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This tutorial will demonstrate how to use the XLOOKUP Function with dates in Excel.
In Excel, dates are stored as serial numbers where each number represents a unique date (the number of days from the imaginary day 1/0/1900).
Later in this tutorial we will discuss how to deal with dates stored as text, but for now, we will assume all dates are stored as serial numbers.
XLOOKUP with Date Function
The DATE Function generates a date from a given year, month, and day.
XLOOKUP with DATEVALUE Function
Another method to create a date is to use the DATEVALUE Function.
The DATEVALUE Function converts a string of text that represents a date, into a date that Excel can work with (a serial number date).
XLOOKUP with Dates stored in Cells
Alternatively, you can reference a cell containing a date to perform an XLOOKUP.
XLOOKUP with Multiple Dates
We can reference a list of lookup dates, which will convert the formula to a dynamic array formula.
Note: When a list of values is inputted in an argument that normally can only accept a single value, a dynamic array or Spill Formula is created. The formula will “spill” to perform the calculations on the entire array of values.
XLOOKUP with Approximate Match
By default, the XLOOKUP will perform an exact match. Changing match_mode (5th argument) to -1 or 1 will search for an inexact match instead.
XLOOKUP with Next Smaller Item
We can search for the exact date or the latest date before the lookup date by changing the match_mode to -1.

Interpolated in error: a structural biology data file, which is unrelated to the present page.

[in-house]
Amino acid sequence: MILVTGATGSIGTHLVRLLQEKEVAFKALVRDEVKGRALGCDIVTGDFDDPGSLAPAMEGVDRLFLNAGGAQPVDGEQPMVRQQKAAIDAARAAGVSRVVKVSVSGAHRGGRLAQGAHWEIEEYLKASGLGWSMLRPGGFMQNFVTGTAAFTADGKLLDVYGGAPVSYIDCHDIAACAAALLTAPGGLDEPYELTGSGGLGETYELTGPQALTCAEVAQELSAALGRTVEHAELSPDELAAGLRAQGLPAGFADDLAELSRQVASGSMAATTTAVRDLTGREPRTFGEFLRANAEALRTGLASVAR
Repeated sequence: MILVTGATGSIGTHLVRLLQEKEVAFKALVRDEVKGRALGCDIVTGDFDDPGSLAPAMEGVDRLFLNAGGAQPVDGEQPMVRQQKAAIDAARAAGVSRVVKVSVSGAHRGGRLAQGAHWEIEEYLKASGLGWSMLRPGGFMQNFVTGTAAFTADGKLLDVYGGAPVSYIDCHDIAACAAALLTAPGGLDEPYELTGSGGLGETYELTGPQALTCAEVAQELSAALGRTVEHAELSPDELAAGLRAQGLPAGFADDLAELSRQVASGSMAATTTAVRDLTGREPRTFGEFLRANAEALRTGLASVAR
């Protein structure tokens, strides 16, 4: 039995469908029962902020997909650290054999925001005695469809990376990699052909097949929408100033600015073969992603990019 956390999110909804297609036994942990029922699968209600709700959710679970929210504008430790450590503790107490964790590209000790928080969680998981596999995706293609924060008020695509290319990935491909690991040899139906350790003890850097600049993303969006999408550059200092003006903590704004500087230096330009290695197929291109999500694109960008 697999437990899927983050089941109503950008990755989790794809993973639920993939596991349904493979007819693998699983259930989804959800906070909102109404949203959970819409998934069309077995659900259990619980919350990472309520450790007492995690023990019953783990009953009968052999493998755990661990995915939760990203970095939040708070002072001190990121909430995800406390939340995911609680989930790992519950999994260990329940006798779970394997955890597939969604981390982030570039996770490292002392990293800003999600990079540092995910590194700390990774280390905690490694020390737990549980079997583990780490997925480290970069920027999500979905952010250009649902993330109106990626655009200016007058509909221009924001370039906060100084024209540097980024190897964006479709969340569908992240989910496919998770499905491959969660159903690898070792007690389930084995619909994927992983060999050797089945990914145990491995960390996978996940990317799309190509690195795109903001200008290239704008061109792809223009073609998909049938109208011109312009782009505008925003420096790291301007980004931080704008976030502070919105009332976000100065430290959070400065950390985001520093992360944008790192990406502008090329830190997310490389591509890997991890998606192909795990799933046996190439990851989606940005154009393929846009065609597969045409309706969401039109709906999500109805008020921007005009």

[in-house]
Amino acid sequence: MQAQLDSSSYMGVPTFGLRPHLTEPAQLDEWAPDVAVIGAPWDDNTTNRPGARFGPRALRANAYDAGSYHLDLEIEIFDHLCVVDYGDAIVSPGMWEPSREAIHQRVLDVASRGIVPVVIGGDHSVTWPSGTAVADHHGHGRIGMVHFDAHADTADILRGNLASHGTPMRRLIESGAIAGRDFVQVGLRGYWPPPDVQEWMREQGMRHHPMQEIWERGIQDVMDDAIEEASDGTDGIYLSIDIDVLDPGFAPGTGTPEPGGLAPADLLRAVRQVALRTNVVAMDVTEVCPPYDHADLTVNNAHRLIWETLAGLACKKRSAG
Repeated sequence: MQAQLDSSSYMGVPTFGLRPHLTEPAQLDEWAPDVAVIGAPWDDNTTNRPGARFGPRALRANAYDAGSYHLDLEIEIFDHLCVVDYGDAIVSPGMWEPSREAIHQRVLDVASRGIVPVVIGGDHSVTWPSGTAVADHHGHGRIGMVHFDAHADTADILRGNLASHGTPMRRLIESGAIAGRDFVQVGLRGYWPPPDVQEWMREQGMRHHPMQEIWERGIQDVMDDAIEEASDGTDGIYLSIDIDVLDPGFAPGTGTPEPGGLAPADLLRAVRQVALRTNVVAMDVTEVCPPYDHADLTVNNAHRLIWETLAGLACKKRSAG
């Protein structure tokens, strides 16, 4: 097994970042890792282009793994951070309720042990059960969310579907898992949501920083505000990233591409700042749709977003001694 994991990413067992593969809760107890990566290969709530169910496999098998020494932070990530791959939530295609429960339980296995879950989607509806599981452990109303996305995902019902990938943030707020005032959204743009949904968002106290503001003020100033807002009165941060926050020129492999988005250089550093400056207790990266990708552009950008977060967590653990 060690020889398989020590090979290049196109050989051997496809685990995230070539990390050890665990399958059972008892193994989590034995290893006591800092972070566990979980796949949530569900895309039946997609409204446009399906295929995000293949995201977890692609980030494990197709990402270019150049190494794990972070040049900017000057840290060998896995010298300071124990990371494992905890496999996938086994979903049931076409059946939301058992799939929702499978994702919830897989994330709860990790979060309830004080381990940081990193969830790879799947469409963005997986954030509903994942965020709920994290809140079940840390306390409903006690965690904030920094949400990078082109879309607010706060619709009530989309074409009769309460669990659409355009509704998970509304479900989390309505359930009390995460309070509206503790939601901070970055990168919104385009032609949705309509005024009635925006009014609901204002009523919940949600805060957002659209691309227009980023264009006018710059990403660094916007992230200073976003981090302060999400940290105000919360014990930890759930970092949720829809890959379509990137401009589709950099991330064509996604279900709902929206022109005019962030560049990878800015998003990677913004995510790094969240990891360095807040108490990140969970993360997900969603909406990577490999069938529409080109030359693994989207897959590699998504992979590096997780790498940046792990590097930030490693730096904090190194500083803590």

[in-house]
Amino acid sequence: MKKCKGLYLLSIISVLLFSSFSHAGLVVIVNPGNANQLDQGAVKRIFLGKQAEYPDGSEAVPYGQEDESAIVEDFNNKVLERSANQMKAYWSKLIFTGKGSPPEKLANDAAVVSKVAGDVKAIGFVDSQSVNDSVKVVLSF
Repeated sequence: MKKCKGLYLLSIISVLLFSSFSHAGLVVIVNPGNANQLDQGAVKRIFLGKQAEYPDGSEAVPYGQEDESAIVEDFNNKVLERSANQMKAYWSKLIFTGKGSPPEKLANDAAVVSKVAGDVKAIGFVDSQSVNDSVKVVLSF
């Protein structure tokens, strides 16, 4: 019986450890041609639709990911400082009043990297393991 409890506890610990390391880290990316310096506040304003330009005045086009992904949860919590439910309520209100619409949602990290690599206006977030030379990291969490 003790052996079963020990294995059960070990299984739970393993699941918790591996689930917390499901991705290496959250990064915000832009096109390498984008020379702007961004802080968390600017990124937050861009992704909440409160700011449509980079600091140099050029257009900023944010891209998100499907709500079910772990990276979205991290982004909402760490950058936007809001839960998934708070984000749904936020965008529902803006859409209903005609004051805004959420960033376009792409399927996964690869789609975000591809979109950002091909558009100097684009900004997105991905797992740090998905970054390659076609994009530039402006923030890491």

Note: If the XLOOKUP can’t find the exact match, it will return the largest value that is less than the lookup value.
XLOOKUP with Next Larger Item
If we want to return an approximate value that is greater than the lookup value, then we need to apply match_mode = 1.
Note: If the XLOOKUP Function can’t find the exact match, it will find the smallest value that is greater than the lookup value.
XLOOKUP with Last Date
By default, the XLOOKUP Function will start searching top to bottom. Changing search_mode (6th or last argument) to -1 will change the search order to Bottom-up.
We can search for the last occurrence of the lookup date within the list by inputting -1 in the last argument.
XLOOKUP with Date-Time Data Type
As noted above, Excel stores dates as whole serial numbers. Time is stored as a decimal value representing the fraction of the day.
To get the serial number only, we can use the INT Function.
The INT Function returns only the integer (date) portion of a number.
XLOOKUP Date Problems
Usually issues with Date lookups, stem from issues with the data type of the raw data (e.g., text, number, date). One important rule for the XLOOKUP Function is that the data type of the lookup value must be the same with the data type of the values within the lookup list. If the dates in the data set are in text and the lookup value is in date, then the XLOOKUP Function will return the #N/A error.
Dates as Texts
The fastest way to check if the dates are in text is to look at the alignment of the data. If it’s left aligned, then it’s a text, and if it’s right aligned, then it’s a number.
Another way is to look at the number formatting. Just go to Home > Number > Number Format and check if the formatting is Text.
To convert the number stored as text to a number, you can use the DATEVALUE Function or another one of the options discussed in the linked tutorial.
Imported or Copied Dates
Data that are imported or copied from other sources (e.g., web, csv) will not be in date data type most of the time. To fix this problem, we can use the Text to Columns Tool of Excel to fix our date problem.
- Highlight the dates and go to Data > Data Tools > Text to Columns
- In the popup window, select Delimited and click Next.
- In the next step, select Tab and click Next.
- In the last step, select Date and the format and click Finish.
- The date will be converted into a date data type.